3 Career emphasis (80) Career emphasis (88) Tech prep (123)
4 Math/science/techno
l-ogy integration
(72)
Math/science/techno
logy integration (83)
Engineering systems
(92)
5 Student-centered (71) Constructive
methodology (80)
Applied/practical
science (91)
a The number is the item's weighted score at the respective level of schooling.

The table suggests strong agreement regarding the most appropriate approaches to elementary-school technology education; constructive methodology was the top choice of more than twice as many respondents as any other approach. At the middle-school level, the modular approach to technology education was the highest-ranked of the aggregate, although design/problem-solving received strong support as well. At the high-school level there was, in essence, a virtual tie among three approaches.

Additionally, two items were highly ranked at all three levels of schooling. Design/problem-solving was ranked second at each level by the aggregate; math/science/technology integration was ranked among the top five at each level. Finally, four of the top five items at the elementary-school level were also among the top five choices at the middle-school level.

It should be noted that the aggregate listings in Table 2 consider each respondent equally, and thus differ from "true rankings" Kendall (1947, p. 410) in Tables 3, 4 and 5 which are based on group data, not individual responses.


Table 3
Leaders' Perceptions of the Most Appropriate Approaches to Technology Education at the Elementary School Level by Group
ITEA TED Dept State Tchr TECA
Board Board Chairs Sup's Awrds Offcers
Item n=12 n=8 n=25 n=41 n=39 n=6 M
Constructive methodology (C) 1 1 1 1 1 1 1.00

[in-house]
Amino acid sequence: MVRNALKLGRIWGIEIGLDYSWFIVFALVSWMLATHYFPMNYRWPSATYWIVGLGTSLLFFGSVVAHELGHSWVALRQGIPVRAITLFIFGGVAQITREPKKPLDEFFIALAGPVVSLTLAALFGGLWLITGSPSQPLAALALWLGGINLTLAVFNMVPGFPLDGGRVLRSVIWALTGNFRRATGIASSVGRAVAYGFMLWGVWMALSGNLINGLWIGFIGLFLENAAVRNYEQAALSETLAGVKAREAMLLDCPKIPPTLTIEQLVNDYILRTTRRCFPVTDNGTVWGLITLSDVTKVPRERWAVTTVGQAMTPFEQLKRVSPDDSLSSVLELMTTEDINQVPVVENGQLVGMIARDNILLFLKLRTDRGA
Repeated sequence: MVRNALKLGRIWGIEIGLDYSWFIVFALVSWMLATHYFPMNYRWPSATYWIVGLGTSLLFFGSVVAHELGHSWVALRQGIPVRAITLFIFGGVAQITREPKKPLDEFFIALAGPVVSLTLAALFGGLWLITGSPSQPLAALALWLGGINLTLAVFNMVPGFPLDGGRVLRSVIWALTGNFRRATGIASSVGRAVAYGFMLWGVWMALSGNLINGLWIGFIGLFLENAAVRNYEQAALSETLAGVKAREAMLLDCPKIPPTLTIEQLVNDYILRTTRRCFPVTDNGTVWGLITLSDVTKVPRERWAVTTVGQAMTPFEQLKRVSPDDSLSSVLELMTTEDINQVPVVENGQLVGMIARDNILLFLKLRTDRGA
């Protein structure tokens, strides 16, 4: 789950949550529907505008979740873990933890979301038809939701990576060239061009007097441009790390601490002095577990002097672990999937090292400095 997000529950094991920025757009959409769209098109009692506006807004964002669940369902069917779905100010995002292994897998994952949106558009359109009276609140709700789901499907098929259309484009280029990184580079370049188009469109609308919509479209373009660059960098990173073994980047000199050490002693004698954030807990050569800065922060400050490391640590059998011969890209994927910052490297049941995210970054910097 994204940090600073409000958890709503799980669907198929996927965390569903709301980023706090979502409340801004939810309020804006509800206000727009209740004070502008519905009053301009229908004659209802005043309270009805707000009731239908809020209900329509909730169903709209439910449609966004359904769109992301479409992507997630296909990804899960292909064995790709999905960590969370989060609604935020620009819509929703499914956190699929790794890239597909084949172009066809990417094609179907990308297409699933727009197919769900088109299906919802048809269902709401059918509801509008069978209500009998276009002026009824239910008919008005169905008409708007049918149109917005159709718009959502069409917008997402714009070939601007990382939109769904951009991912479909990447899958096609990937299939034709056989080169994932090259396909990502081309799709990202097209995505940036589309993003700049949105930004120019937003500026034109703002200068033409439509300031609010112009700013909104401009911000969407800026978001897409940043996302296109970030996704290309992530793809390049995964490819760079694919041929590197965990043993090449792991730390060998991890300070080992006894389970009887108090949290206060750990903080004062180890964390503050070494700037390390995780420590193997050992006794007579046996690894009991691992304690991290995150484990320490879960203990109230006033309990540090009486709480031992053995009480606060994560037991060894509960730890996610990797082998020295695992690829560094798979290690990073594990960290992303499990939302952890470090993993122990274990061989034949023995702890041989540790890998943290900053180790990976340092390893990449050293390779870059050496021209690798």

Design/problem-solving (E) 2 3.5 3 4 2 4 3.08
Career emphasis (B) 4 3.5 5 2 6 4 4.08
Extra/non-curricular activs. (G) 3 2 6 5 5 6 4.50
M/S/T Integration (H) 5 8 4 3 7 2 4.83
Computer Emphasis (D) 9 6 7 6 3 4 5.83
Student-centered (K) 7 5 2 7 4 11 6.00
Socio-cultural (J) 6 8 8.5 10 9.5 7.5 8.25
Applied/practical science (A) 8 11.5 8.5 8 9.5 7.5 8.83
Modular (I) 11.5 11.5 10 9 8 11 10.17
Tech prep (L) 11.5 8 12 13 13 11 11.42 b
(other) 11.5 11.5 12 11 11.5 11 11.42 b
Engineering systems (F) 11.5 11.5 12 12 11.5 11 11.58
Sum of Squares: 5332.5; Kendall's W: 0.8139; Adjusted W: 0.8357 (p<.01)

b Indicates tie



Table 4
Leaders' Perceptions of the Most Appropriate Approaches to Technology Education at the Middle School Level by Group
Item n=12 n=8 n=25 n=41 n=39 n=6 M
Modular (I) 5 2 2 1 1 1 2.0
Design/problem-solving (E) 3 5 1 2 2 2.5 2.6
Career emphasis (B) 2 4 4 3 5 10.5 4.8 b
M/S/T integration (H) 4 7.5 3 4 4 6 4.8 b
Constructive methodology (C) 6.5 3 6 5 3 5 4.8 b
Student-centered (K) 1 1 5 6.5 8 10.5 5.3
Engineering systems (F) 8.5 11.5 8 10 9.5 2.5 8.3
Applied/practical science (A) 10 9 7 8 7 10.5 8.6
Computer emphasis (D) 11.5 11.5 10 9 6 4 8.7
Extra/non-curricular activis. (G) 13 7.5 12 6.5 9.5 10.5 9.8
Socio-cultural (J) 6.5 11.5 10 13 12.5 7 10.1
(other) 8.5 11.5 10 11 11 10.5 10.4
Tech prep (L) 1.5 6 13 12 12.5 10.5 10.9
Sum of Squares: 4107; Kendall's W: 0.6268; Adjusted W: 0.6391 (p<.01)

b Indicates tie


Research Question 2: Are the opinions of the different groups of leaders regarding appropriate approaches for technology education similar or different?

A ranking of the items on the instrument (including an item for "other choice") was identified for each of the groups surveyed. Research Question 2 concerned whether these six rankings were in agreement. Kendall's concordance (W) statistic (see Hays, 1976) is specifically intended for this purpose. It is a measure of "general agreement" among more than two rankings (Kendall, 1947, p. 410), and as such was the appropriate means for addressing this research question.[3]

Tables 3, 4, and 5 present the results of the calculations for each level of schooling. Again, item names have been abbreviated.


Table 5
Leaders' Perceptions of the Most Appropriate Approaches to Technology Education at the High-school Level by Group
/tr>
ITEA
Board
TED
Board
Dept
Chairs
State
Sup's
Tchr
Awrds
TECA
Offcrs
Item n=12 n=8 n=25 n=41 n=39 n=6 M
M/S/T integration (H) 1 2 2 2.5 2 3 2.1
Design/problem-solving (E) 4 7.5 1 4 1 1 3.1
Tech Prep (L) 7 1 4.5 1 4 2 3.3
Applied/practical science (A) 3 3.5 3 5 3 12.5 5.0
Engineering systems (F) 2 10 4.5 2.5 5 10.5 5.8